Elections Finance Triangle NC

In North Carolina’s Triangle, the Passage of a Sales Tax Increase in Durham is Just the First Step

» A 30-year plan to bring increased bus service and three new rail lines to the Research Triangle gets off to a promising start with an election in Durham.

In 2000, North Carolina’s two largest metropolitan regions each planned big transit improvements, and each had received preliminary approval to do so from the Federal Transit Administration.The Triangle’s leaders wanted to build a diesel multiple unit-powered regional rail line connecting Durham and Raleigh while Charlotte’s elected officials planned an electric light rail line linking downtown with its southern suburbs.

Ten years later, Charlotte’s Blue Line has been up and running for almost four years, attracting higher than expected ridership. The Triangle’s efforts were flummoxed in November 2005 by an FTA ruling that the regional rail project was not cost effective, and the project was cancelled.

Yet the passage yesterday of a half-cent sales tax increase dedicated to transit in Durham County offers strong evidence that the region’s electorate is ready to invest in new public transportation options — the referendum passed with a large 60% majority in approval. Durham’s endorsement of the transit improvement program, like similar efforts in cities from Los Angeles to Denver, provides clear evidence that voters are willing and even excited to pay higher taxes in exchange for tangible improvements in transportation.* If in the U.S. Congress future funding for mobility remains tenuous at best, local level support for such policies is clear.

For the Triangle, this is the first step towards the completion of what will not only be a vast upgrade over current transit offerings in the region but also a significant improvement on the 2000 regional rail plan.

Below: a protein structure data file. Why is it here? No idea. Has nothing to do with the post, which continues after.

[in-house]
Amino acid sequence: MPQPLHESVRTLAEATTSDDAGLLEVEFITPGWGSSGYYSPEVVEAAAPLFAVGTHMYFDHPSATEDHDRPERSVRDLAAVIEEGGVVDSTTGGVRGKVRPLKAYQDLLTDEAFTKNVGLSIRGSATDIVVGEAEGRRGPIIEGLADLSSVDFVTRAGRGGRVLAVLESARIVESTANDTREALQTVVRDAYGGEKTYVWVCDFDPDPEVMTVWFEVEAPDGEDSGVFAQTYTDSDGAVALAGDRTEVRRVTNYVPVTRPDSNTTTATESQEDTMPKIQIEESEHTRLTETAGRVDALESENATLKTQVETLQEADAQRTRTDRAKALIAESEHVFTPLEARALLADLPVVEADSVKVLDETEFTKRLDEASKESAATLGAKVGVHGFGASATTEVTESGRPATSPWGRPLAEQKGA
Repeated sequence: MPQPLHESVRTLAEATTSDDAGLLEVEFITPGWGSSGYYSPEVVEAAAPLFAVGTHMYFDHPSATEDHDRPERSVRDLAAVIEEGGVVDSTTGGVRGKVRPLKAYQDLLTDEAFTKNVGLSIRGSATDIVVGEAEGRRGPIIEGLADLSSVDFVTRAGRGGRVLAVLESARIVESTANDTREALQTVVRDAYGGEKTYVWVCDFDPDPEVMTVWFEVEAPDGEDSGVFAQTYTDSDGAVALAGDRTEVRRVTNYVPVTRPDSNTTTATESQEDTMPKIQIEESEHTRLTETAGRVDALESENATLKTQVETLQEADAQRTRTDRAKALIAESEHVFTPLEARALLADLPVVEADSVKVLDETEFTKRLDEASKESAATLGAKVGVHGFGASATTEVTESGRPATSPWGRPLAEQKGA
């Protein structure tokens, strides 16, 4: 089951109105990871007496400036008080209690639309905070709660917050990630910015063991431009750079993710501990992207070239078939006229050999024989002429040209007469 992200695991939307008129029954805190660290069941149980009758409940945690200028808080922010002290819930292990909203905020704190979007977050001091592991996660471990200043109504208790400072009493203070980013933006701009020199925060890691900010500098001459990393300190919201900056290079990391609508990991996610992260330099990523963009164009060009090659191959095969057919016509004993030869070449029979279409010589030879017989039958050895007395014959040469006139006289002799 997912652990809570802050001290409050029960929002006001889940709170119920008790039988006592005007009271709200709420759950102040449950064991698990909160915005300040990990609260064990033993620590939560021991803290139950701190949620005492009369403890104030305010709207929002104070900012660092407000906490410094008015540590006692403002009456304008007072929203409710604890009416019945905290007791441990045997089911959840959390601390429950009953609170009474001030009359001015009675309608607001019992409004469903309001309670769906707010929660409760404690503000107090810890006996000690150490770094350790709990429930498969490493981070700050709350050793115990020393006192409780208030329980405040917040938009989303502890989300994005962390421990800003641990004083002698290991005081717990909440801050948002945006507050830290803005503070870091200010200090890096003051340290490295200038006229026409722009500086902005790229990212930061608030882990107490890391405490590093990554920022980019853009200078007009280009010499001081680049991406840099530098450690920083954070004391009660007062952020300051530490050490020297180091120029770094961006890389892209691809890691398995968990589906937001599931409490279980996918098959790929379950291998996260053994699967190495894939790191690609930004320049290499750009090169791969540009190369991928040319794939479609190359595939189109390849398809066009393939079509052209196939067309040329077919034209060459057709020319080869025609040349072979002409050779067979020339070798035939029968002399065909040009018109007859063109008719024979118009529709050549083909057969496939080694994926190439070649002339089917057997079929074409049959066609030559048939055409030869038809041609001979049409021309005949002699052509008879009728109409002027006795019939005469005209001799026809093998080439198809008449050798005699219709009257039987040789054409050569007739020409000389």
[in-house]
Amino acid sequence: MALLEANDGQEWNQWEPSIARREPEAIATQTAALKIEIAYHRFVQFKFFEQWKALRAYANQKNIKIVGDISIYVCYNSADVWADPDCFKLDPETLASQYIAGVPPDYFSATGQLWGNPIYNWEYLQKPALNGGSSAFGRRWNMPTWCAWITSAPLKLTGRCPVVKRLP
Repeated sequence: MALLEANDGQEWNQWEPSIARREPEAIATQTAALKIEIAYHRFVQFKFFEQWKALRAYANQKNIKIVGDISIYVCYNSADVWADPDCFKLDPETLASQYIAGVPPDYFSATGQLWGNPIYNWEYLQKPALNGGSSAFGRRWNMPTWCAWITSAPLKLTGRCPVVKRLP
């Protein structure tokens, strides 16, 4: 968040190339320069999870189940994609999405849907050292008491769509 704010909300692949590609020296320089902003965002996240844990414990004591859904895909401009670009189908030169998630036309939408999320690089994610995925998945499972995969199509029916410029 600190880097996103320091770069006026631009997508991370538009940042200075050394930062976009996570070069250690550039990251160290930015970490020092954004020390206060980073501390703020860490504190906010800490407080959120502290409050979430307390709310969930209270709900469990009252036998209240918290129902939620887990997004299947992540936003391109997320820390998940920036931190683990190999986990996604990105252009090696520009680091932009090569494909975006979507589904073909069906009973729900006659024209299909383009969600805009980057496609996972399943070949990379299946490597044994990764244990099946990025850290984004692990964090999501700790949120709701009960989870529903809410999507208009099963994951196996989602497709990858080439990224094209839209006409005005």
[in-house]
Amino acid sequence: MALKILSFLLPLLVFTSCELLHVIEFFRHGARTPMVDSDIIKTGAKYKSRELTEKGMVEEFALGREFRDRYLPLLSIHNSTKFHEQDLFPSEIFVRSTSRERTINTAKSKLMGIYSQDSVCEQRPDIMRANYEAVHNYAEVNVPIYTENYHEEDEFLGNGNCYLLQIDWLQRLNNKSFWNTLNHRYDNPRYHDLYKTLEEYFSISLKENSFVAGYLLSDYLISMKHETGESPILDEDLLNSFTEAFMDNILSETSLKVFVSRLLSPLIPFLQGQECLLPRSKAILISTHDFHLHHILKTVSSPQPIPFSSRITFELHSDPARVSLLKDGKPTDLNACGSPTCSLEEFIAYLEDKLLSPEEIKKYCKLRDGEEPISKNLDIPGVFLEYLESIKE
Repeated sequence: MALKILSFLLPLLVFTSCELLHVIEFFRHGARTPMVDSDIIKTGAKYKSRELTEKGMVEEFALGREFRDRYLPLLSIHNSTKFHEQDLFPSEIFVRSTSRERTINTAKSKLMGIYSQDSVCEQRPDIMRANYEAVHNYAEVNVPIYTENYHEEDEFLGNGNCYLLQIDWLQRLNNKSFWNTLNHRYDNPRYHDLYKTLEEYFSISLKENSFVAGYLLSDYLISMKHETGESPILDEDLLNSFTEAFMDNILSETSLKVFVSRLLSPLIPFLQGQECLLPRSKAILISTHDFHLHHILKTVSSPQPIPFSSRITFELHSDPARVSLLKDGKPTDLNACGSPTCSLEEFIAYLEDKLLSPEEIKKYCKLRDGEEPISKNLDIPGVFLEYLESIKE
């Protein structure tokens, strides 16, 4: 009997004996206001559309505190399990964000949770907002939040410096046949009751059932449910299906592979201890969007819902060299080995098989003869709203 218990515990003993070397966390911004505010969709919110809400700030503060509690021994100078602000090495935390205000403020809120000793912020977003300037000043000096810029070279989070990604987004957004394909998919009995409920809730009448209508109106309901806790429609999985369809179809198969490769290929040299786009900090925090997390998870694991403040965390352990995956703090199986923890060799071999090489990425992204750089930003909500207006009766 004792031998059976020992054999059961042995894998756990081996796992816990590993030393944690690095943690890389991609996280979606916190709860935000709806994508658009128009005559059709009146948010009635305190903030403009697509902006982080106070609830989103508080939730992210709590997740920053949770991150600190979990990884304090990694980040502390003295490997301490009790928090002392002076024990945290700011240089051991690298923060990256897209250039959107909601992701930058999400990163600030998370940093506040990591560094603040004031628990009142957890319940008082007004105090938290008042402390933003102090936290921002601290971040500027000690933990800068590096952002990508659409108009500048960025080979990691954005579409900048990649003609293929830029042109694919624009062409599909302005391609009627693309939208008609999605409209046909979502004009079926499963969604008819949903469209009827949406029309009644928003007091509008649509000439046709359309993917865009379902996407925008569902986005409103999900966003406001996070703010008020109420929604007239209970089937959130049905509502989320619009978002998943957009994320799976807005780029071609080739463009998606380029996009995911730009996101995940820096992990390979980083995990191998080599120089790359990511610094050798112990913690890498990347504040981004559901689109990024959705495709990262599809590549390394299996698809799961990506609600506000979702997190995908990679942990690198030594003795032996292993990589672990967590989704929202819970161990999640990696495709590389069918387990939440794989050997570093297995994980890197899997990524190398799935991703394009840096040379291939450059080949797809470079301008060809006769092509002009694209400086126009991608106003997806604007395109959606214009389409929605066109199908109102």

Triangle leaders have learned from Charlotte’s success. Realizing that the FTA would be unwilling to commit to a project without a stronger demonstration of local funding efforts, politicians pushed the North Carolina State Assembly to allow counties to submit sales tax increases to their voters, an option that had been reserved for Charlotte’s Mecklenburg County until 2009. Charlotte’s half-cent sales tax provided a quarter of the light rail line’s cost, while the Triangle’s 2000 plan could cover less than 10% of costs with local revenues, which came from a tax on rental cars and vehicle registrations.

Durham (population 270,000) is the first of the three Triangle core counties to put a transit sales tax referendum up to voters; Wake County (whose 900,000 population includes the cities of Raleigh and Cary) and Orange County (130,000 inhabitants, many of whom are in Chapel Hill) are likely to follow up next year now that the transit plan has received its first public backing. Each county will receive improvements roughly in proportion to the taxes locals pay; if one county’s voters reject the referendum, the other counties will keep their revenues and continue work on their own projects. (Update: Durham County Board members may have said they will not levy the tax unless Wake and or Orange County does as well.)

The implementation plan, developed by Triangle Transit the Triangle Regional Transit Program, will be implemented over the next thirty years as long as tax revenues come in as expected. It will offer big improvements in bus service soon and new rail links beginning a decade or so from now.**